STATE FIGHTS LOOK AHEAD: Good news, bad news: In good news, Minnesota passes the Protect Reproductive Options Act for the second reproductive health victory of the session. In bad news, Utah passed and signed into law the first gender affirming care ban, and other states continue to advance anti-abortion legislation.
- Early Saturday morning after 15 hours of debate, the Protect Reproductive Options Act (PRO Act) passed the Minnesota Senate, on a vote of 34-33. This historic vote codifies reproductive rights into state law, including the right to contraception, the right to fertility treatment, the right to pregnancy, and the right to abortion. The PRO Act now heads to Gov. Tim Walz for signature. Once signed, it will take effect immediately.
- On Wednesday, Nebraska lawmakers will hold a committee hearing on a proposed six-week abortion ban. The bill currently includes an emergency clause so it would go into effect as soon as it is signed by the governor.
- This week, following passage by the full House on Friday, the Utah Senate will consider a resolution that would amend the rules of civil procedure to prevent litigants from securing a preliminary injunction unless they can demonstrate the case has a substantial likelihood of success–a much steeper threshold than current Utah law. The resolution specifically targets the hold on Utah’s abortion trigger ban which has been in place since June, following Planned Parenthood Advocates of Utah’s challenge to the law. The Utah Bar Association has come out against the resolution. Last week, Utah also became the first state this session to enact a gender affirming care ban.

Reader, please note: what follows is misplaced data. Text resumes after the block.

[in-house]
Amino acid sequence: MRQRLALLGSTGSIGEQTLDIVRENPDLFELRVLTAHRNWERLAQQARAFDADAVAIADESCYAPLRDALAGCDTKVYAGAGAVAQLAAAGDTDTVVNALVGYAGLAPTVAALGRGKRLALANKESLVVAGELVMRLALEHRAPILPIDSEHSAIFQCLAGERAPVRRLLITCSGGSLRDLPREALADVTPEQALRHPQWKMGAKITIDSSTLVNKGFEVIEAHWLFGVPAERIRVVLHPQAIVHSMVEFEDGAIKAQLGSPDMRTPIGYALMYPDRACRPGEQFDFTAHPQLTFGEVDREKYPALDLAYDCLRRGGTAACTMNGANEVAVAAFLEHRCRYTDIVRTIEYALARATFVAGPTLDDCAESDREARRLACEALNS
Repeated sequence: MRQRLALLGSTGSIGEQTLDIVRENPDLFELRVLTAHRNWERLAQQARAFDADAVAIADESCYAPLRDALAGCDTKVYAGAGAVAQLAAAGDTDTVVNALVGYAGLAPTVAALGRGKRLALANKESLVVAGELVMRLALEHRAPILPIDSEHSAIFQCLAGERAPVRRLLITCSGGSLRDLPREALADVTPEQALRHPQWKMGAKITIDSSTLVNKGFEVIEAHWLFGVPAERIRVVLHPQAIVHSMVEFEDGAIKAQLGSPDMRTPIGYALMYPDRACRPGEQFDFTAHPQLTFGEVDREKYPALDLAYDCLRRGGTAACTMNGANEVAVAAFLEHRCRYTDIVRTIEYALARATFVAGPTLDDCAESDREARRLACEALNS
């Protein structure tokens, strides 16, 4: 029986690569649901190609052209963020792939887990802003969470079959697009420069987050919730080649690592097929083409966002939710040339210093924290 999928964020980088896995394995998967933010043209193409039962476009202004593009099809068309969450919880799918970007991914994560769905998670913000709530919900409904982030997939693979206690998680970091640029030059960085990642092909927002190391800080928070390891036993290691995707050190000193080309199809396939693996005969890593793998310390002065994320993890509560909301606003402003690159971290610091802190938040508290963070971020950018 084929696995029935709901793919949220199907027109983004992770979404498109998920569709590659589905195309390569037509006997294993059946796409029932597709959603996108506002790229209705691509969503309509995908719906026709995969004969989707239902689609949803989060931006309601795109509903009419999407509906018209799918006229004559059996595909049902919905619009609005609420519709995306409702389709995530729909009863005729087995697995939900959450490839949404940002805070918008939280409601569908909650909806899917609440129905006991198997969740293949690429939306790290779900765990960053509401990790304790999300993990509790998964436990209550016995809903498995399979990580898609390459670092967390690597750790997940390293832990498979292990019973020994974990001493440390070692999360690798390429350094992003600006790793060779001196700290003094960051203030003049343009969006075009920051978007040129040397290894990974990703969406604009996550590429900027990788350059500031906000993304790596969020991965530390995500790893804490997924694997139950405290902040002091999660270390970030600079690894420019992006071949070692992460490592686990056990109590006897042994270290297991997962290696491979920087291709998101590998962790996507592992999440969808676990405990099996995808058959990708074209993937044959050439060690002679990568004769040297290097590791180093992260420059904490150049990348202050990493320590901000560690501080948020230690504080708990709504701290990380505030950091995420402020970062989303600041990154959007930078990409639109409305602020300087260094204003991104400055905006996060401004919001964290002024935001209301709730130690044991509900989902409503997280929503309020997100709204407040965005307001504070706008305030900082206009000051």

- On Friday, the Wyoming Senate voted to advance a bill to criminalize the manufacturing, distribution, or prescribing of medication abortion – including misoprostol, which is used for other, non-abortion care including miscarriage management. This bill could threaten access to that drug, and others. There is also a penalty for providers who violate the ban. The bill now heads to the House of Representatives for consideration this week.
- After the Virginia Senate officially defeated three anti-abortion bills — including a total abortion ban and Gov. Youngkin’s 15-week ban — last Thursday, House committees will consider harmful legislation this week, starting this afternoon with a proposed defund bill, so-called “born alive” legislation, and a bill to reinstate mandatory biased counseling.
- On Tuesday, New Hampshire lawmakers will hold an initial hearing for a measure to codify abortion rights in state law. SB 181 will be heard by the Senate Judiciary Committee, with public testimony expected from Planned Parenthood New Hampshire Action Fund and its supporters. A hearing on the House version, HB 88, is scheduled for Feb. 15.
- Arizona is advancing several anti-abortion bills, including legislation to allow a person to count a fetus as a dependent.